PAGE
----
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Do Your Due Diligence Before Buying a Business

By: Richard Wolf

Frankly, it was a disaster that could have been avoided.

“Stan” the buyer was hell bent on making the purchase, the bank was pushing for the seller’s financials, and on the surface the deal and the business looked solid. So instead of a comprehensive and insightful due diligence process, all Stan wanted was a rubber stamp from the lawyers and accountants that would trigger the loan.

He got the rubber stamp and a bit more in the way of an unexpected surprise — the buyer misrepresented the business’ sales figures and after the purchase, Stan had to spend a significant amount of time, money and energy to build the business to a point of profitability. If he had allowed the due diligence effort to proceed as recommended, the sales issues would have been uncovered, the deal restructured, and Stan would have put proceeds of the business into his pockets instead of his attorney who went on a litigation frenzy.

It could have been avoided.

Why Commit to a Due Diligence Effort?

Due diligence is the process of getting information and documents that allows a buyer — and their advisory team — to do a thorough investigation of a business under consideration for purchase. Essentially, due diligence is a fact finding mission that occurs after a letter of intent between buyer and seller is signed, but before any binding commitment is made to make the purchase.

We recommend that buyers gather the following documents and information:

  • Financial statements for the last 3-5 years

  • Income tax returns for the last 3-5 years

  • Sales history by customer and product line for the last 3-5 years

  • Employee data and census, including employment agreements

  • Bios of key employees

  • Employee benefit plan agreements

  • Inventory of property and equipment

  • All material contracts and agreements

  • Regulatory compliance documents

  • Product warranties and liabilities

  • Pending or threatened legislation

Due diligence is a “gotta have” for buyers, regardless of the scope or size of the purchase.
So, why commit the time, energy and resources to due diligence?

The point of due diligence is basically to give buyers the ability to evaluate financial and non-financial aspects of the target business, identify potential risks, identify potential benefits and ultimately to decide whether to do the deal.  

Look Out for These Red Flags

Not every deal is the right deal, so when should you leave the table — or try to adjust the terms of the deal? Here are five red flags that indicate the deal you thought was so sweet, may be a lot more sour once you do a deeper dive on the documents:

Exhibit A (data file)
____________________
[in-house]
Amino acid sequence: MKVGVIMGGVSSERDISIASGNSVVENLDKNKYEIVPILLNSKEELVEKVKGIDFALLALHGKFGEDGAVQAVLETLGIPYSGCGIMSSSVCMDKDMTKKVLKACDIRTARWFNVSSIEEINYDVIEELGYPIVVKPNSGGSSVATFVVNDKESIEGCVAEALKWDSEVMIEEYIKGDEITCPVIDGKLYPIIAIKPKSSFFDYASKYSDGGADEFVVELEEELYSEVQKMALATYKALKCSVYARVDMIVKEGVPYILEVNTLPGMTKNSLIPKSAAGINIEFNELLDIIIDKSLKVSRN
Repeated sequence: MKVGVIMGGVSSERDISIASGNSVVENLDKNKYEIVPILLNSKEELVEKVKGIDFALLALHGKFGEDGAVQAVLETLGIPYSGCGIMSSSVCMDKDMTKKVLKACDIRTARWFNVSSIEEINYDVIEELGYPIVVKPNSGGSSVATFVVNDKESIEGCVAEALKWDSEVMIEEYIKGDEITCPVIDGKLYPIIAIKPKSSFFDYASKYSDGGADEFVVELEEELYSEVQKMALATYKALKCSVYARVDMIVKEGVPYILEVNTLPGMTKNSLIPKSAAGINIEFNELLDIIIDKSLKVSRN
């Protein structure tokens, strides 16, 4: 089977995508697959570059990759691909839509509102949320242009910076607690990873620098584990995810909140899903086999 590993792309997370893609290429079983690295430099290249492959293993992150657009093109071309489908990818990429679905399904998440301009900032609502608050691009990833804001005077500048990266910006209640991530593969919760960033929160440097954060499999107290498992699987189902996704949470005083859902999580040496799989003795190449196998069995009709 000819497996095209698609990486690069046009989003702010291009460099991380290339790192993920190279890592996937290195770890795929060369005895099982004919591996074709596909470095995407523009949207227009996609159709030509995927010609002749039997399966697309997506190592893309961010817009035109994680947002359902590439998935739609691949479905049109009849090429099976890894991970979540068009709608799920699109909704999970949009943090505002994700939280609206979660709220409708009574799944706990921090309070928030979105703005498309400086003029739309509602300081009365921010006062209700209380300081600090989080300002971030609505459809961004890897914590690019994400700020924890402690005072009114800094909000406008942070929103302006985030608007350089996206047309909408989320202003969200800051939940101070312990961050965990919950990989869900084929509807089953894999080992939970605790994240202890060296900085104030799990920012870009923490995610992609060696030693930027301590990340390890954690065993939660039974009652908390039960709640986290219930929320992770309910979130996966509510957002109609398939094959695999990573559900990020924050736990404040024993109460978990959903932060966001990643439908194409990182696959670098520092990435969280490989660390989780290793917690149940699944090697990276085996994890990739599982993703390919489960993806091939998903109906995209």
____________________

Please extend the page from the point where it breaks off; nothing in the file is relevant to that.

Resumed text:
• Significant fluctuations in sales, loss of major customers or high turnover of customers

  • A loss of key employees

  • Financial ratios and results that differ considerably from expectations and industry benchmarks

  • A history of declining margins

  • Questionable character or integrity of the seller

Who Should Be On Your Due Diligence Team?

In addition to you and your key employees, you’ll want an attorney and a CPA on your team. Some buyers also employ industry consultants, or other niche professionals like environmental consultants or engineers. These professionals will (or should) have the experience and expertise to give you the guidance you’ll need as you move through the process, as well as the ability to review, analyze and report on the seller’s financial data and various non-financial aspects such as regulatory compliance, employee considerations and potential legal issues.

This is not a process that should be rushed or treated lightly, as it can lead to troubles and headaches from unpleasant “surprises” that could have been identified with an effective team and process.

Need Help?

Gross Mendelsohn can help with your due diligence by evaluating the seller’s documentation, providing a business valuation and considering tax issues.

Contact us online or call 800.899.4623.

This article was originally published in October 2014 and was updated in May 2024.

Published May 21, 2024

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